DACA: Behind the Letters of the Deferred Action for Childhood Arrivals
The day after Labor Day, the U.S. Attorney General announced that the executive branch was canceling an Obama administration initiative called the Deferred Action for Childhood Arrivals, DACA for short. This change comes in the context of angry conversations around immigration to the United States, and at Feel Like You Belong, we needed to weigh in with some data and a calm voice.
Poster from Hartnell College
To first understand the context, this continent has a 500-year history of immigration, which started with western Europeans. As more Europeans heard about the abundance of fertile land and great opportunity, they left their homes and extended families to try their luck as immigrants to North America.
Over the following centuries, word got out across the globe, and adventurous peoples from other countries took a gamble and journeyed to this new world as well. Very often, the newcomers were not well accepted. Workers from China were recruited only to build the great transcontinental railroad, but as soon as that work was done, Congress passed a law excluding more Chinese from coming because they didn’t want the country becoming less white and European looking.
The earliest settlers from England were Protestant Christians, so the Puritan culture was especially pronounced in the early years of European colonization. Later, then, when victims of the Great Irish Potato Famine started coming over, there were strident citizen voices against those “papists” as they were called, followers of the Catholic Pope. Signs went up in businesses, "No Irish Need Apply" for jobs there.
If you fast-forward to today, we have removed the anti-Chinese legislation—and thankfully so, given all that Chinese immigrants have contributed to American arts, business, and academic life. Likewise, John F. Kennedy, a Roman Catholic, was elected president, and we no longer hear people being barred from jobs because they are Irish or Catholic. They are now mainstream Americans and a part of our everyday fabric.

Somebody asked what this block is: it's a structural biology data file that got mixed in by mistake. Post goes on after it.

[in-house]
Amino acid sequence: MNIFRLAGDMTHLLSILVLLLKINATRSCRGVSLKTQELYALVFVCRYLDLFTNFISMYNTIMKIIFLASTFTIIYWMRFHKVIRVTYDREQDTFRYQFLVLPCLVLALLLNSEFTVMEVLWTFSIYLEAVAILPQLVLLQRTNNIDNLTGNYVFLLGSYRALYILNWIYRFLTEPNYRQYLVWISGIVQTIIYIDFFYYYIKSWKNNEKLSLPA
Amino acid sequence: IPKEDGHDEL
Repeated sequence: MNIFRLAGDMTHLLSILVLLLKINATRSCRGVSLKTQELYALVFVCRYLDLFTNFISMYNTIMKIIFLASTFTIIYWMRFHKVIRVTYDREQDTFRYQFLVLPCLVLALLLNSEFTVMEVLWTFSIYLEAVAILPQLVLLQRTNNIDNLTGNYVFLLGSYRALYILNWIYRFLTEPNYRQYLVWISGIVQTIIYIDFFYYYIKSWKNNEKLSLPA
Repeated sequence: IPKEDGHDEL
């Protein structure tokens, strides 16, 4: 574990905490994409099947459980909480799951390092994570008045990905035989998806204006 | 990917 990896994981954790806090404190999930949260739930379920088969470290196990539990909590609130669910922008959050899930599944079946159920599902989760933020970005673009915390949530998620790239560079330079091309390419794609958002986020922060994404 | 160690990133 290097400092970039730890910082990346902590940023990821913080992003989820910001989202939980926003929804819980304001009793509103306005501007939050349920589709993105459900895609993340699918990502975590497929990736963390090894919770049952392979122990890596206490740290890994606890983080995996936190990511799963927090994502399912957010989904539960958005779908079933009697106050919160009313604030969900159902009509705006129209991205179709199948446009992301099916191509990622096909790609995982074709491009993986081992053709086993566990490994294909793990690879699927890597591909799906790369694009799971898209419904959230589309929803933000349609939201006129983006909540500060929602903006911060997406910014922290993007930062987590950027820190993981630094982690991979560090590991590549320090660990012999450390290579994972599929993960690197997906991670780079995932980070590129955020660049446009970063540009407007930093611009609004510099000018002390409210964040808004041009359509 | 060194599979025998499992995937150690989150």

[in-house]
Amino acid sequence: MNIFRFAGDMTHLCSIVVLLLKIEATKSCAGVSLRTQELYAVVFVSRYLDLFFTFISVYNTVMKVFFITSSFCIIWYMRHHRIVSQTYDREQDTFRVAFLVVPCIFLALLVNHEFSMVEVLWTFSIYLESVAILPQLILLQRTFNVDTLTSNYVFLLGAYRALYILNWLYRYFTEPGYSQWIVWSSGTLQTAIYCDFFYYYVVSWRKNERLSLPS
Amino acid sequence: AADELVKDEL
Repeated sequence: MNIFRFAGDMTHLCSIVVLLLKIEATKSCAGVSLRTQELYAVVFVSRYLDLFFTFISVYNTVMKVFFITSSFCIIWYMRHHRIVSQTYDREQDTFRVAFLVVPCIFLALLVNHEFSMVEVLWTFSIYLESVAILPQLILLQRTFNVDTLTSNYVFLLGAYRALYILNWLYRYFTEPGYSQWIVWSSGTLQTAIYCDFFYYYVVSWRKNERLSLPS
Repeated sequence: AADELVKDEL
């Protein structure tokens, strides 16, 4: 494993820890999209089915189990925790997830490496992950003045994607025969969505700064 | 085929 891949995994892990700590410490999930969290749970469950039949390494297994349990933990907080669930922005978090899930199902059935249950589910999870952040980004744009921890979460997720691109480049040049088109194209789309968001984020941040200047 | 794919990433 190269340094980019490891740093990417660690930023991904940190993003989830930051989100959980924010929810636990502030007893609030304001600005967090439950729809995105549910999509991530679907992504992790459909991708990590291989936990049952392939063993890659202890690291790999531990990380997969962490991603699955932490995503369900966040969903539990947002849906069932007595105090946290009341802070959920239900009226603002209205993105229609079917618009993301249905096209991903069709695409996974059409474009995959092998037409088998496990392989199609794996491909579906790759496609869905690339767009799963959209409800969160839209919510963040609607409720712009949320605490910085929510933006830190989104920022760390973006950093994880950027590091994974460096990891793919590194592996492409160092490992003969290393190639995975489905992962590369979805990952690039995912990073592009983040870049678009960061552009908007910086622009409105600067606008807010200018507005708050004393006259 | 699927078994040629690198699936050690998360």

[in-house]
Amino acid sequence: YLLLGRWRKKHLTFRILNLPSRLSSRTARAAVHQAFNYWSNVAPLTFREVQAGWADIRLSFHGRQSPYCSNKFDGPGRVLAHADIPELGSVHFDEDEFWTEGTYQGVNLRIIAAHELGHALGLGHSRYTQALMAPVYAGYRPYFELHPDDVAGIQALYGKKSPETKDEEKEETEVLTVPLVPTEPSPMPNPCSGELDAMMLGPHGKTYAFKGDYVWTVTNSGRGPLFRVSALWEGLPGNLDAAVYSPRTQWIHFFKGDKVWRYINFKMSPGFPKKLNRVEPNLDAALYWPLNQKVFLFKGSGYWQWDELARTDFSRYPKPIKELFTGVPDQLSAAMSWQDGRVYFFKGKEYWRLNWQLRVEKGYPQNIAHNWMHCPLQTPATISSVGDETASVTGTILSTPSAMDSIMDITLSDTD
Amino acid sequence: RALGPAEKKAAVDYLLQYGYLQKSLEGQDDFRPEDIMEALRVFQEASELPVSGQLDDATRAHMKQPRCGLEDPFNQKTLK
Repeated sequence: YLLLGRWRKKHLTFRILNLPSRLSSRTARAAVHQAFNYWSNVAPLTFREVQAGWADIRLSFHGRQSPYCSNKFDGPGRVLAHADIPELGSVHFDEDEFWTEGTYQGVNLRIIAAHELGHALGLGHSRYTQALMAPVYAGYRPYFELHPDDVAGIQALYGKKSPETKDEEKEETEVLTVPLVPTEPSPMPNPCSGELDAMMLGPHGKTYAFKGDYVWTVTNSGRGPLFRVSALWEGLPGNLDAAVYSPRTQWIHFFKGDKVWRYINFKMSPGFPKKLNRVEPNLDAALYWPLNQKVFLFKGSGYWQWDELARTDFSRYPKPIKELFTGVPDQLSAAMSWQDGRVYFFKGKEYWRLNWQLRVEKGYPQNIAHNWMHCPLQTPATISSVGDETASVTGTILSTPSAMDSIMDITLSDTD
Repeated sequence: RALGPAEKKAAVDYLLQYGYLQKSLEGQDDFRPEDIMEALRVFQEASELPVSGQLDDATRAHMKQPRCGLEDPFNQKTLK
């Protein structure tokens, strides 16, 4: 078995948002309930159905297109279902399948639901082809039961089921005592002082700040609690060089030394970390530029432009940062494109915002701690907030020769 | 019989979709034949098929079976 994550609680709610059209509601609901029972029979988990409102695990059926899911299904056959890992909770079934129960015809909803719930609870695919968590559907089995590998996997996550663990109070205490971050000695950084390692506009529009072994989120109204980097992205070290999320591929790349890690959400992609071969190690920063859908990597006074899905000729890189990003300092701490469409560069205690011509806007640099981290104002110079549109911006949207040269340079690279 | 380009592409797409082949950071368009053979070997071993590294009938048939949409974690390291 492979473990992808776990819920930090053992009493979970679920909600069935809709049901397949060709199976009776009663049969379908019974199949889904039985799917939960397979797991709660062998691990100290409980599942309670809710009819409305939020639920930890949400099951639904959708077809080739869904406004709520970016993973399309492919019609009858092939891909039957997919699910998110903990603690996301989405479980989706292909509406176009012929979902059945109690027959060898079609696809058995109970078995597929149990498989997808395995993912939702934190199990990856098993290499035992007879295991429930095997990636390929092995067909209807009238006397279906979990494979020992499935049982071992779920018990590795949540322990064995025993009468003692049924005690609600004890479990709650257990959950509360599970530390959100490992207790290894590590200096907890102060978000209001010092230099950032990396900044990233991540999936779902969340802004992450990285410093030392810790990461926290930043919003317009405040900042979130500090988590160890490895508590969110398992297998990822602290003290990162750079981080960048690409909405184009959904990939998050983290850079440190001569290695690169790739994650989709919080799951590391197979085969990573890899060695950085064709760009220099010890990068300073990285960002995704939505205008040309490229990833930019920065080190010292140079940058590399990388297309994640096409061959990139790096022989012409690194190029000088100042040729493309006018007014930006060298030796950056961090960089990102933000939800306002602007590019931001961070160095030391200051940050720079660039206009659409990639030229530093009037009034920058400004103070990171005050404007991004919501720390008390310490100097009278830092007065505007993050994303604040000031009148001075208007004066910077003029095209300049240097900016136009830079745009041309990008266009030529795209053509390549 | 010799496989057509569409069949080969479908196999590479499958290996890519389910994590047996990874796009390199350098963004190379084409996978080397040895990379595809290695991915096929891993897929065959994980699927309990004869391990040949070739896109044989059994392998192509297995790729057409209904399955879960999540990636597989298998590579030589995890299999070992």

Let’s see how this history applies today.
The young children who came to the United States along with their undocumented parents were promised by President Obama that they could stay in the country to continue their education and their lives. They were eligible for the DACA program if they arrived by age 15 and had lived in the country since 2007. DACA allowed them to get driver’s licenses, which allowed them to go to work or to school, like all other residents their age. In short, it allowed them to come out of living in the shadows and to participate fully in their local communities.
Facebook CEO Mark Zuckerberg meets with DACA recipients in his home.
Under the new executive order, that protection will disappear in six months. This means these young people could be deported to countries they hardly know.
What do we know about the DACA recipients, who are also called “Dreamers”?
- There are roughly 800,000 Dreamers who are affected.
- They serve in all facets of American life, working in the military, in schools, in nursing homes, and a myriad other places that benefit your neighbors and family and community.
- They often have part-time jobs to pay for school tuition and support their families.
- They pay taxes. And they contribute the national economy.
- They do not take away jobs from native-born Americans.
- According to Grand Rapids immigration attorney Susan Im, eliminating DACA could cost $433 billion in GDP over a decade and reduce Social Security and Medicare tax contributions by $24.6 billion over that same period.
- Dreamers speak English as their most fluent language.
- They have lived most of their lives in the United States.
- They love the U.S. as their homeland.
- They are not trying to change American culture.
- They are pursuing the American dream as your grandparents and great-grandparents did.
To educate yourself more about DACA, click here to visit the government website.
In summary, human beings have migrated globally for thousands of years. They moved for all kinds of reasons, including drought and fire, floods and wars and hurricanes. Many moved for better opportunities. And though the first generations did not speak the new local language well, their children, like little sponges, soaked up the nuances of conversation and culture as readily and eagerly as the offspring of families with multi-generation histories here.
This is the very nature of our humanity. To upset the continuity of these bright dreams, in our view, is both short-sighted and mean-spirited. We urge our viewers to contact their national representatives today to put forward comprehensive immigration reform that will ensure access and the American Dream for anyone willing to work for it.
photo source: New York Times